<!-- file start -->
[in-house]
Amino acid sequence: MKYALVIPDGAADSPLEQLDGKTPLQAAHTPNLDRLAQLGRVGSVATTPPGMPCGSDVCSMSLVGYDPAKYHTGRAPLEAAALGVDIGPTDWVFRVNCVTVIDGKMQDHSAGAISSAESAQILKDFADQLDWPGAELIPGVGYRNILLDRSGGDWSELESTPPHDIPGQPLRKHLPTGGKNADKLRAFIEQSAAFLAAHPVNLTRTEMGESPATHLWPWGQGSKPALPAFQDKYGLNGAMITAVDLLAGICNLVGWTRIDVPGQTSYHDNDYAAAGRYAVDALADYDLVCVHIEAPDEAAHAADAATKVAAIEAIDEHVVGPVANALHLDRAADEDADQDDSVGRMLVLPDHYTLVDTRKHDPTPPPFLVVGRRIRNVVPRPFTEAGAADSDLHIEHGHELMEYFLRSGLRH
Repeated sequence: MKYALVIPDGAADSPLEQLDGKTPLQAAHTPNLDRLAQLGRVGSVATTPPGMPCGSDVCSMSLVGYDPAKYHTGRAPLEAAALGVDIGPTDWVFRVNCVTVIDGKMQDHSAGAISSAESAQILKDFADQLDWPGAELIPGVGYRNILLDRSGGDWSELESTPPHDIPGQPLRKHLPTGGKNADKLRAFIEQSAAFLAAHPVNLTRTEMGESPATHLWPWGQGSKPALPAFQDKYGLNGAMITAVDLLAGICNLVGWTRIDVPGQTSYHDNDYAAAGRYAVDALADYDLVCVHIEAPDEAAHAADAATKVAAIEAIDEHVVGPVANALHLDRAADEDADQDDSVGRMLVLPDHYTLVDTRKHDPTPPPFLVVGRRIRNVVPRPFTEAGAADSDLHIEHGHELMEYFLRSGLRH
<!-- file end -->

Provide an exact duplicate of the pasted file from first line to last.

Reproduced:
[in-house]
Amino acid sequence: MKYALVIPDGAADSPLEQLDGKTPLQAAHTPNLDRLAQLGRVGSVATTPPGMPCGSDVCSMSLVGYDPAKYHTGRAPLEAAALGVDIGPTDWVFRVNCVTVIDGKMQDHSAGAISSAESAQILKDFADQLDWPGAELIPGVGYRNILLDRSGGDWSELESTPPHDIPGQPLRKHLPTGGKNADKLRAFIEQSAAFLAAHPVNLTRTEMGESPATHLWPWGQGSKPALPAFQDKYGLNGAMITAVDLLAGICNLVGWTRIDVPGQTSYHDNDYAAAGRYAVDALADYDLVCVHIEAPDEAAHAADAATKVAAIEAIDEHVVGPVANALHLDRAADEDADQDDSVGRMLVLPDHYTLVDTRKHDPTPPPFLVVGRRIRNVVPRPFTEAGAADSDLHIEHGHELMEYFLRSGLRH
Repeated sequence: MKYALVIPDGAADSPLEQLDGKTPLQAAHTPNLDRLAQLGRVGSVATTPPGMPCGSDVCSMSLVGYDPAKYHTGRAPLEAAALGVDIGPTDWVFRVNCVTVIDGKMQDHSAGAISSAESAQILKDFADQLDWPGAELIPGVGYRNILLDRSGGDWSELESTPPHDIPGQPLRKHLPTGGKNADKLRAFIEQSAAFLAAHPVNLTRTEMGESPATHLWPWGQGSKPALPAFQDKYGLNGAMITAVDLLAGICNLVGWTRIDVPGQTSYHDNDYAAAGRYAVDALADYDLVCVHIEAPDEAAHAADAATKVAAIEAIDEHVVGPVANALHLDRAADEDADQDDSVGRMLVLPDHYTLVDTRKHDPTPPPFLVVGRRIRNVVPRPFTEAGAADSDLHIEHGHELMEYFLRSGLRH